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Airline travel is a distinctive means of transport, with the ability to move great distances, over varied terrain, in relatively short periods of time.  These characteristics which have made airplane travel atypical amongst transportation options, have also made it unique in the law.

Specifically, under the Airline Deregulation Act of 1978 (“ADA”) federal authority preempts State authority, and the individual States are prohibited from regulating matters having a connection with or reference to airline rates, routes, or services.  See, for example, Morales v. Trans World Airlines, Inc., 504 U.S. 374 (1992).

However, the airlines’ exemption from State law is not without limitation.  The Supreme Court has held that the ADA’s preemption clause: stops States from imposing their own substantive standards with respect to rates, routes, or services, but not from affording relief to a party who claims and proves that an airline dishonored a term the airline itself stipulated.  This distinction between what the State dictates and what the airline itself undertakes confines courts, in breach-of-contract actions, to the parties’ bargain, with no enlargement or enhancement based on state laws or policies external to the agreement.

Am. Airlines, Inc. v. Wolens, 513 U.S. 219, 232-233 (1995).  The conditions of a passenger’s travel with an airline are governed by the airline’s contract of carriage.  Under the ADA, the airlines may incorporate the contract of carriage merely by reference in a ticket, or similar written document, as long as the ticket, or written document in question provides notice of the incorporation. See, for example, Lavine v. Am. Airlines, Inc., No. 2917 SEPT. TERM 2009, 2011 WL 6003609 (Md. Ct. Spec. App. Dec. 1, 2011).

Recently, the United States Court of Appeals for the Second Circuit took a more restrictive approach to the airlines’ incorporation of their contract for carriage.  In Cox v. Spirit Airlines, Inc., decided in September 2019, the Court focused on Spirit Airline’s carry-on baggage policy, holding that at the initial pleading stage, Spirit could not rely on its contract of carriage absent evidence that it met the necessary notice requirements to the passenger.  The Court also held that:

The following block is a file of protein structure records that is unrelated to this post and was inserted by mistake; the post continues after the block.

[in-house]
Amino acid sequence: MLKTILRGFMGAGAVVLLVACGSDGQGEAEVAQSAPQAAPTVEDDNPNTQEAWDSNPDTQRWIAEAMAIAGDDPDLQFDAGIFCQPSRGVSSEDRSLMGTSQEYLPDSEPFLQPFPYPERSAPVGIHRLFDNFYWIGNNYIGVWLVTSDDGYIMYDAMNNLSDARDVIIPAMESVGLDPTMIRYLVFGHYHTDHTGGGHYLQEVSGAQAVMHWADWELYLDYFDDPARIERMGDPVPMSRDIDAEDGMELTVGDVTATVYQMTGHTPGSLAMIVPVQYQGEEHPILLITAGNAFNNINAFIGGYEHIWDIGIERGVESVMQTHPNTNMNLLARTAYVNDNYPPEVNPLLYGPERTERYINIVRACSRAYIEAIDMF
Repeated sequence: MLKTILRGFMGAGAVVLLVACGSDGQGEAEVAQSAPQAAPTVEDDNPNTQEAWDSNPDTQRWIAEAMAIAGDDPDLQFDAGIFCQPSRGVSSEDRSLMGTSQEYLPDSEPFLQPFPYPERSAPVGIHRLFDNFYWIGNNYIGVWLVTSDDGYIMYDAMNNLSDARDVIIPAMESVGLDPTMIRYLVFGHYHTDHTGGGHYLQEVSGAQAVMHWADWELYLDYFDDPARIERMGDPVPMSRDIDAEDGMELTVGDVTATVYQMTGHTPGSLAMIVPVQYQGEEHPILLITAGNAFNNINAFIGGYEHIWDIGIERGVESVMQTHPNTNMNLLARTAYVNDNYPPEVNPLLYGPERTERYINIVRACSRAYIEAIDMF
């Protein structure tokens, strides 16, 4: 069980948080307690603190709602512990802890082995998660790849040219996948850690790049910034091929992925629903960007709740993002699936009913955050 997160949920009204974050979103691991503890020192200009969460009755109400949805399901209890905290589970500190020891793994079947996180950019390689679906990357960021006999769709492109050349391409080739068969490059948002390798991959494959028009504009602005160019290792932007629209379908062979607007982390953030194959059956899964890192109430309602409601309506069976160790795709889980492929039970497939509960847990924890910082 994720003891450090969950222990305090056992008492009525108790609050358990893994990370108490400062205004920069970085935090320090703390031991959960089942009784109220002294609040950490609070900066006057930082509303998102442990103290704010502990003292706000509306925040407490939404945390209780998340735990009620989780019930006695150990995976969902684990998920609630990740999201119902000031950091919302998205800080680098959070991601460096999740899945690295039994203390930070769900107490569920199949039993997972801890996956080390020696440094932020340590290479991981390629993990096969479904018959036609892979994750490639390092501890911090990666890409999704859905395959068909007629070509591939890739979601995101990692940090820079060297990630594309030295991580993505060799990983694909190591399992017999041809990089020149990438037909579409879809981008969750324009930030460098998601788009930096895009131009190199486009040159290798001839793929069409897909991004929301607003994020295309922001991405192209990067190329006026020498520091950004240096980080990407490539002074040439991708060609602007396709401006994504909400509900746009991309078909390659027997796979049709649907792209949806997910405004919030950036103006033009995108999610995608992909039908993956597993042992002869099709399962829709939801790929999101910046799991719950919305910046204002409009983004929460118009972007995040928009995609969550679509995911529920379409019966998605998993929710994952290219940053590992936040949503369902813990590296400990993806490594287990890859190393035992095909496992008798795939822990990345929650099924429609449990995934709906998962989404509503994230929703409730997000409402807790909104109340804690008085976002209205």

If carriage of Plaintiffs’ carry-on items was within the scope of Spirit’s contractual obligations, then the ADA does not preempt Plaintiffs’ breach-of-contract claims.  If carriage of Plaintiffs’ carry-on items was not within the scope of Spirit’s contractual obligations, then Plaintiffs’ breach-of-contract claims fail because Spirit did not breach any alleged contractual obligation that forbade it from charging a separate fee for that service.  If the latter, then the dismissal of Plaintiffs’ complaint was proper because it failed to state a claim, not because Plaintiffs’ claims are preempted.

The Court’s opinion in Cox is interesting and noteworthy in this regard: it does not materially alter the ADA, but it does potentially change its focus and application.  Airlines may (at least in the Second Circuit), have to go through additional efforts to get passenger claims dismissed, even if they have a connection with or reference to airline rates, routes, or services.

Generally, airlines have been able to rely on preemption as a threshold defense to claims of this nature, particularly when they are so fundamentally connected to rates, routes, and/or services.  The Wolens exception (see above) is typically applied when airlines enter into peripheral agreements with its passengers and there is a question as to whether or not the airline complied with the terms of that agreement – such as with frequent flyer or awards programs.  Here, the Court rejected the preemption argument and focused on the applicable terms of the contract of carriage.  The Court identified the term “price” as ambiguous, particularly with respect to baggage fees, and held that state law contract interpretation principles may be used to resolve the ambiguity.

For airlines and passengers alike, the implications of this opinion have yet to be developed fully and should be monitored closely.  The ultimate outcome of the trial and any future appeals will be instructive – and more so if other courts seek to rely on the Cox Court’s rationale and application of the ADA.

The transportation law group at Ferguson, Schetelich & Ballew represents carriers of passengers and freight nationally.

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